Portraits of Mexico in Chicago
By : Laura Putre
Fotos J. Kevin Foltz
On the wall of a carniceria in Chicago's Pilsen neighborhood, Mexican country singer Juan Sebastian rides a rodeo horse under the watchful gaze of Jesus, while folklorico dancers kick up the brightly colored ruffles of their long skirts. They're all two-dimensional characters in a pair of side-by-side murals, but they look ready to hop off the backdrop and party in the streets.
The works, by Pilsen painter Alejandro Medina, are just two of about 30 outdoor murals in this art-filled neighborhood on the city's Near West Side. A few of the Pilsen murals date back to the 1970s, but many, like Medina's, were created recently. A handful are in progress right now.
In April, inside the National Museum of Mexican Art on West 19th Street, artist Hector Duarte was filling the walls of the front gallery with butterflies, fire and barbed wire for Destejiendo fronteras/Unweaving Walls. The mural is a symbolic rendering of the journey Mexican immigrants make as they separate from their families and cross the perilous border frontier to the United States, sometimes never to return.
A graduate of the Siqueiros Mural Workshop in Cuernavaca, Mexico, the 57-year-old Duarte is considered one of the elders of Chicago's mural scene, someone the younger artists call "Maestro."
Duarte moved to Chicago in 1985. He had previously spent a month in the city for a mural workshop and was impressed by the arts scene in and around Pilsen. "I saw a lot of possibilities," Duarte says. In Mexico, despite the influence of Diego Rivera, who revived the traditional art of fresco painting in the 1930s, "nobody was painting murals anymore," says Duarte. "The movement had been declining since the 1950s. The new generation had started to paint small pictures in other styles from Europe and changed everything. The government, they didn't support it anymore." But in early 1980s Chicago, Mayor Harold Washington was preaching support for the arts, and parents of Pilsen schoolchildren were pushing for commissions for visiting artists.
Roy Villalobos, a 37-year-old muralist who lives and works in Pilsen, calls Duarte his mentor. "He's humble and he's straight with me. He'll look at my work and suggest I make corrections," says Villalobos. "He's the one I go to as a guide."
Villalobos took a rather circuitous route to Pilsen. He was actually born in Chicago, and at age 10 moved to the family homestead in San Luis Potosi, Mexico, with his immigrant parents, who longed for their old land. He returned to the States in 2000, when he was a 28-year-old struggling artist. "I had already heard about Pilsen through an uncle of mine back in Mexico… about this community of artists, mostly Latino, who lived there," he says. "When I arrived on 18th Street, I didn't know where to go. That's when I noticed it was all right here in front of me." He already had a job lined up through contacts at the National Museum of Mexican Art (then called the Mexican Fine Arts Center), where he had exhibited work in absentia for a Day of the Dead show. He quickly found a community, hanging out with other artists at Cafe Jumping Bean, a coffee shop on West 18th Street that shares the block with a Spanish-language bookstore, Libreria Giron, and indie record label Thrill Jockey Records. His first commission was painting a landscape of a little town in Mexico for El Milagro restaurant, a popular taqueria at 19th and Blue Island.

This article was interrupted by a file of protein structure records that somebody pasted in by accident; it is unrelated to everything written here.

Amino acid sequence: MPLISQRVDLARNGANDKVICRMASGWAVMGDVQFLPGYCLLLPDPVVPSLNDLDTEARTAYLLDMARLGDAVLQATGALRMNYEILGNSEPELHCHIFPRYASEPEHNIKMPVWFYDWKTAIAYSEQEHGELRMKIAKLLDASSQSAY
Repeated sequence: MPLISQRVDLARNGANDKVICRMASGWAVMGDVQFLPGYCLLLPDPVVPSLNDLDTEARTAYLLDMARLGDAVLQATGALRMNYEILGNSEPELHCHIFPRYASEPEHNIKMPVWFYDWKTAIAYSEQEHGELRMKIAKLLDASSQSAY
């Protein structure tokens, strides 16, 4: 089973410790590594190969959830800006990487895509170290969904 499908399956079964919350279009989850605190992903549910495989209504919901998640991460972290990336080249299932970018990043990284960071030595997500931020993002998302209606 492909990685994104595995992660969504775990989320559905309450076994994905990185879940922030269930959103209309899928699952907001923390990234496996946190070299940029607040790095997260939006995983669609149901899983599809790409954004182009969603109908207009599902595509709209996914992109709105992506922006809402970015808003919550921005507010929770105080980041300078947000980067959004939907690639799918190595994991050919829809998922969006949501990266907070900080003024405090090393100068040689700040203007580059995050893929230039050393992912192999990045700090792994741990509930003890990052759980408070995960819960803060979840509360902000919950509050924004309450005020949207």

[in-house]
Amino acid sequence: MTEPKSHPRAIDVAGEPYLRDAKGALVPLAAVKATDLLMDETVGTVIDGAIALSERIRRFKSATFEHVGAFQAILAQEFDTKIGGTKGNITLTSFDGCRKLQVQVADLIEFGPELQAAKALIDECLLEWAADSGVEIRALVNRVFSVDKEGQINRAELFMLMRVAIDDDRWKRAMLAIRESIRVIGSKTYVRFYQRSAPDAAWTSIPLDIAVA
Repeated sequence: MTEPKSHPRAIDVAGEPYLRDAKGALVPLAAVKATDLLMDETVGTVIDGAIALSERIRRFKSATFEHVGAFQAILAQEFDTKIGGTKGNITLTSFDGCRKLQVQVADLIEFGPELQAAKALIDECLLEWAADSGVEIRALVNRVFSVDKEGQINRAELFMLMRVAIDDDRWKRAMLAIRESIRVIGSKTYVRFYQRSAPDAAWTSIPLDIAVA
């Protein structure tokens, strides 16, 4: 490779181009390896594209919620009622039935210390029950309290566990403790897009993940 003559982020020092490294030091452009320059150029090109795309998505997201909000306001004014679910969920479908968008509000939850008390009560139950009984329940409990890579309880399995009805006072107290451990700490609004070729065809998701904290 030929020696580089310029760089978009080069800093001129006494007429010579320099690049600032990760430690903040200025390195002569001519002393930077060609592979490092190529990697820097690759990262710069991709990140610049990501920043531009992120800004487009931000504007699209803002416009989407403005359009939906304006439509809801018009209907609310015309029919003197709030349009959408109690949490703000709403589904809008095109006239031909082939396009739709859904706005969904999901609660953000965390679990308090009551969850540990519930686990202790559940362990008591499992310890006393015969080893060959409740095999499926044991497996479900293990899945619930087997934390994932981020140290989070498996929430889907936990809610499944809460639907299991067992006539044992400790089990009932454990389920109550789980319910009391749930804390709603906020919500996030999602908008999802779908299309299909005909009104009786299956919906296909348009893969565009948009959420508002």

Villalobos says he lands his commissions mainly by "knocking on doors" around the neighborhood. "And then a little bit more for not-for-profit organizations… summer projects with the neighborhood kids," he continues. "That's how most of us start. We never stopped getting involved in this community."
Villalobos says that in Pilsen, the murals' symbolism has become more universal as the movement has matured. "In the past, you'd see a lot of murals with themes of Aztec or Mexico or heroes. It was to help sustain our identity, because a lot of people who came here from little towns didn't know about the Aztecs. It was the idea 'Let's identify with our community, painting a mural positive to them at that moment."'
His latest mural is a 30-foot-high rendering of a family looking down on the world from a golden tree (which could be interpreted as one of the fancy high-rises encroaching on the working-class Pilsen community in the past decade). Called Global Gentrification, the mural was painted on the side of his apartment building. Though Villalobos calls himself a surrealist, the work's palette of vivid reds, blues and golds is all his own, and his iconic human figures conjure up references to 1920s constructivism as much as they do Salvador Dali.
In the past couple of years, Villalobos has mentored a few Pilsen youngsters. The kids tend to start off with graffiti tagging, using spray paint instead of brushes. "They're more influenced by that movement," says Villalobos, "because it's what they see. I didn't see tagging over there in Mexico."
Villalobos says he recently worked with a group of teenagers who said they liked tagging. He took that to heart, having them first design a tag for the wall they were working on, then color it with paint so they could get a feel for the blending they could do with a brush instead of a spray can. "There's going to be more and more muralists here," he happily predicts.
How To Get There: American Airlines and American Eagle provide service to Chicago O'Hare International Airport.
Book your trip today! Visit www.aa.com, call American/American Eagle reservations at 1-800-433-7300, or call your travel agent for more information.